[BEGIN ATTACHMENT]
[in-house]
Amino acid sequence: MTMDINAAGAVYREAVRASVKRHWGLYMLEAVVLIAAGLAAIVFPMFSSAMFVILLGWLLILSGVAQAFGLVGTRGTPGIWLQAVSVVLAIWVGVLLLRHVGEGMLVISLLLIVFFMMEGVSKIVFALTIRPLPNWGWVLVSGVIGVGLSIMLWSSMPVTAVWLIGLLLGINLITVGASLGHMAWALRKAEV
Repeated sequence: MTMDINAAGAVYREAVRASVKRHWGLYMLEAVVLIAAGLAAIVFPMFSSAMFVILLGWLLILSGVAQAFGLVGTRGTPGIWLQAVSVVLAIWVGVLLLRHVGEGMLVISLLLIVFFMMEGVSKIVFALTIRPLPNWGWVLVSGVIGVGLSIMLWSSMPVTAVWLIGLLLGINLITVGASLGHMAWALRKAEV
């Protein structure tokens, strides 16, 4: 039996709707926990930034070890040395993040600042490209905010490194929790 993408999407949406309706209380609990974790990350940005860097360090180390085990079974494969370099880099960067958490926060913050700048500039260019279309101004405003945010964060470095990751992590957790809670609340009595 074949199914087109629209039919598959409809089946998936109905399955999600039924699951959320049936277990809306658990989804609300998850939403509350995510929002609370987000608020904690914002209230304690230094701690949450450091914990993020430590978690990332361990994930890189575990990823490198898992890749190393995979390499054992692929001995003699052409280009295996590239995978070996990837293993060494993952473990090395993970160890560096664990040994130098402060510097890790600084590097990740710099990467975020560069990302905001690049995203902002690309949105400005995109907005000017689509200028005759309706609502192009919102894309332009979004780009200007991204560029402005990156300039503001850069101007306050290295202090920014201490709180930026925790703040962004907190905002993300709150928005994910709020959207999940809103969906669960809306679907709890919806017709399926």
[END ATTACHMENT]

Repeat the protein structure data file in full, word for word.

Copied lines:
[in-house]
Amino acid sequence: MTMDINAAGAVYREAVRASVKRHWGLYMLEAVVLIAAGLAAIVFPMFSSAMFVILLGWLLILSGVAQAFGLVGTRGTPGIWLQAVSVVLAIWVGVLLLRHVGEGMLVISLLLIVFFMMEGVSKIVFALTIRPLPNWGWVLVSGVIGVGLSIMLWSSMPVTAVWLIGLLLGINLITVGASLGHMAWALRKAEV
Repeated sequence: MTMDINAAGAVYREAVRASVKRHWGLYMLEAVVLIAAGLAAIVFPMFSSAMFVILLGWLLILSGVAQAFGLVGTRGTPGIWLQAVSVVLAIWVGVLLLRHVGEGMLVISLLLIVFFMMEGVSKIVFALTIRPLPNWGWVLVSGVIGVGLSIMLWSSMPVTAVWLIGLLLGINLITVGASLGHMAWALRKAEV
């Protein structure tokens, strides 16, 4: 039996709707926990930034070890040395993040600042490209905010490194929790 993408999407949406309706209380609990974790990350940005860097360090180390085990079974494969370099880099960067958490926060913050700048500039260019279309101004405003945010964060470095990751992590957790809670609340009595 074949199914087109629209039919598959409809089946998936109905399955999600039924699951959320049936277990809306658990989804609300998850939403509350995510929002609370987000608020904690914002209230304690230094701690949450450091914990993020430590978690990332361990994930890189575990990823490198898992890749190393995979390499054992692929001995003699052409280009295996590239995978070996990837293993060494993952473990090395993970160890560096664990040994130098402060510097890790600084590097990740710099990467975020560069990302905001690049995203902002690309949105400005995109907005000017689509200028005759309706609502192009919102894309332009979004780009200007991204560029402005990156300039503001850069101007306050290295202090920014201490709180930026925790703040962004907190905002993300709150928005994910709020959207999940809103969906669960809306679907709890919806017709399926």